“It’s hard to explain, but one of the things I’ve noticed is that everyone is hiring,” Lawrence said. “I know part of the reason we’re not able to hire is those potential employees are being attracted by other employers who have more resources. Plus, other industries have been stepping up hiring with big bonuses.”

For instance, the Wendy’s fast food chain is offering $450 signing bonuses at several locations around metro Detroit. Amazon is offering a $1,000 signing bonus for warehouse work in Wixom.

Lawrence said the hard work of manufacturing may be losing out to jobs perceived as easier, especially if the wages are comparable.

“We compete in a different industry than a lot of these companies, and we just don’t have that flexibility (with bonuses),” Lawrence said. “We’ve adjusted our starting wages and other benefits, but it’s not having an effect yet.”

He declined to reveal the company’s entry-level hourly rate.

Team 1’s entry level positions pay $11-$12 per hour, a figure that’s competitive for Calhoun County, Grigowski said.

“We’re not paying as much as a Denso would and we’ve heard some of our (customers) have raised wages $2-$3 an hour to keep the people they have. Everyone seems to be struggling to find the right candidates.”

Michael Robinet, executive director of automotive advisory services for Southfield-based IHSMarkit, said all suppliers are feeling the labor pinch, but suppliers further down the chain are hit harder.

“There is going to be some pressure in the higher reaches of the supply base, but more acute as you work your way down,” Robinet said. “To be honest, it’s more of the same from before the pandemic where labor was hard to find. It’s just more apparent now as manufacturers work to get back lost production.”

When automakers and suppliers ramped up production in late May, many executives blamed the federal government’s Pandemic Unemployment Assistance program, which paid the unemployed an additional $600 per week on top of state benefits, as the reason many refused to return to work. Among U.S. workers eligible for unemployment insurance, 68 percent collected more than their typical earnings before the pandemic, according to a study published in May from the University of Chicago’s Becker Friedman Institute for Research in Economics. Roughly one in five unemployed workers received benefits at least twice as large as their previous earnings.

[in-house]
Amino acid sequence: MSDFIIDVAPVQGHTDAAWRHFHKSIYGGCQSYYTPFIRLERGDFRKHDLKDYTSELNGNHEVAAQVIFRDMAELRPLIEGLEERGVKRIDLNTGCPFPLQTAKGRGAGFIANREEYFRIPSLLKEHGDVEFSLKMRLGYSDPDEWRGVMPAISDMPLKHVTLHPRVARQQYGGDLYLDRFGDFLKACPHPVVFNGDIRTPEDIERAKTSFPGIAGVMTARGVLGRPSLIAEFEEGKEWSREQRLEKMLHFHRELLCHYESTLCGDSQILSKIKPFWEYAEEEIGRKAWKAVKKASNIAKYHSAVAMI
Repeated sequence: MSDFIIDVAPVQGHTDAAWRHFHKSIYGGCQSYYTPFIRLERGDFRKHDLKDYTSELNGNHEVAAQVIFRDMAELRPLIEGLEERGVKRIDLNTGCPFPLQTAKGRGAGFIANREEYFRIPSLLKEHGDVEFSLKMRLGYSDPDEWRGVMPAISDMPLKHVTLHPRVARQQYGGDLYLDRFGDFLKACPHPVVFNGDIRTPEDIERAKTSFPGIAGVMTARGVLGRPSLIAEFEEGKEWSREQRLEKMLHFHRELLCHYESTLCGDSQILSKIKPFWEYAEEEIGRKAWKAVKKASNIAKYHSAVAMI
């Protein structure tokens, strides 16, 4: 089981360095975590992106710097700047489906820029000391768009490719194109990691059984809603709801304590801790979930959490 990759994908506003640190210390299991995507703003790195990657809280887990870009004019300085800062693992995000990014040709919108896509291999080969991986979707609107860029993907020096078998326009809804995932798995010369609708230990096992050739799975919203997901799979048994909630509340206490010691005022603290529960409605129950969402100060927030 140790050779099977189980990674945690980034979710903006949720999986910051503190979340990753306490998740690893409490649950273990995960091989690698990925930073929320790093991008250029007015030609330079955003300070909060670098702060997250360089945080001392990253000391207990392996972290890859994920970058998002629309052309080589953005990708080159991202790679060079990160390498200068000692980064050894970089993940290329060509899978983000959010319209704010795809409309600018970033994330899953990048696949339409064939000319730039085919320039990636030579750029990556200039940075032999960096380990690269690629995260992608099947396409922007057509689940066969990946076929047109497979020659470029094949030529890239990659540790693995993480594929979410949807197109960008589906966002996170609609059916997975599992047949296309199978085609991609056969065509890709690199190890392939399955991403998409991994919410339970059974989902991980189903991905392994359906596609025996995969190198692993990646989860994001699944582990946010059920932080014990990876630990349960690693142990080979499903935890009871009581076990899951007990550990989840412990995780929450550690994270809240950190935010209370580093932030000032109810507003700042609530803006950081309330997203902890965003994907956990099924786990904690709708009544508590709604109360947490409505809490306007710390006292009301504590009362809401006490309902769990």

But funding for that program ended at the end of July. A new $300 weekly payment is expected to reach states in the coming weeks, but so far remains on the sidelines in Michigan.

“It is perplexing,” Lawrence said. “We’ve seen the studies that show people aren’t staying home because of the extra money. We’re all just trying to figure that out. But if another round of stimulus is going to come out, we do fear that is going to tilt us even further.”

Perceptions of plant safety could be another factor, though Lawrence and Grigowski are skeptical. Both Alpha and Team 1 were able to rehire all of the workers who were laid off or not working during the six- to eight-week shutdown in March and April.

“I think, at first, there were unemployed people generally concerned about going back in the workforce from a safety standpoint,” Lawrence said. “But manufacturing, we figured out ways to set up our workplaces safely. We tend to have more space and resources to put in safety precautions. And we don’t interface with the general public.”

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